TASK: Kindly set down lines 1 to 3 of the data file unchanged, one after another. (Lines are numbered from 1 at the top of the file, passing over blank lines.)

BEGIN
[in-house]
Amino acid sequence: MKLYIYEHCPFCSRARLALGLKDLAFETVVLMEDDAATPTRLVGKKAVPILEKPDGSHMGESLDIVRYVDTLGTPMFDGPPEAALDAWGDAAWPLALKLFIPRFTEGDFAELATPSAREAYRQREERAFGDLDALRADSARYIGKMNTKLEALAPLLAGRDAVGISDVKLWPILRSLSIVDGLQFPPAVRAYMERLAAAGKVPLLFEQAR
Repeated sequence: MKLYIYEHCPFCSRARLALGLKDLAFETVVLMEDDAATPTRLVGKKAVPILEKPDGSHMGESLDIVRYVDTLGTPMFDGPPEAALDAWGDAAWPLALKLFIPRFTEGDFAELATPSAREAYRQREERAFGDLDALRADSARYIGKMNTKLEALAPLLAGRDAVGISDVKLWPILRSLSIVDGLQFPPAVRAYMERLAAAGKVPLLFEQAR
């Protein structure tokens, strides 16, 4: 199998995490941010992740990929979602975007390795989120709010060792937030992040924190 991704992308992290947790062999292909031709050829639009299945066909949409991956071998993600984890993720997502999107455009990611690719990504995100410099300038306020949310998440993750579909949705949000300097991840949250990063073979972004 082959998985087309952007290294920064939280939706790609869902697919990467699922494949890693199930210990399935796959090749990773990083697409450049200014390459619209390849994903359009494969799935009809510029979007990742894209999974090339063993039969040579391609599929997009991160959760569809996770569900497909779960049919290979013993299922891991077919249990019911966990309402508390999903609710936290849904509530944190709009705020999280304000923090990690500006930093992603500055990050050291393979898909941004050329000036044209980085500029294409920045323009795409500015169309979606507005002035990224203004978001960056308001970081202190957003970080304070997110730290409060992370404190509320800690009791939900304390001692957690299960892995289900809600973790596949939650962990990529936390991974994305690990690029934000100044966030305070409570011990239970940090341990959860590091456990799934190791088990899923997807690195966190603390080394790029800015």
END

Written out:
[in-house]
Amino acid sequence: MKLYIYEHCPFCSRARLALGLKDLAFETVVLMEDDAATPTRLVGKKAVPILEKPDGSHMGESLDIVRYVDTLGTPMFDGPPEAALDAWGDAAWPLALKLFIPRFTEGDFAELATPSAREAYRQREERAFGDLDALRADSARYIGKMNTKLEALAPLLAGRDAVGISDVKLWPILRSLSIVDGLQFPPAVRAYMERLAAAGKVPLLFEQAR
Repeated sequence: MKLYIYEHCPFCSRARLALGLKDLAFETVVLMEDDAATPTRLVGKKAVPILEKPDGSHMGESLDIVRYVDTLGTPMFDGPPEAALDAWGDAAWPLALKLFIPRFTEGDFAELATPSAREAYRQREERAFGDLDALRADSARYIGKMNTKLEALAPLLAGRDAVGISDVKLWPILRSLSIVDGLQFPPAVRAYMERLAAAGKVPLLFEQAR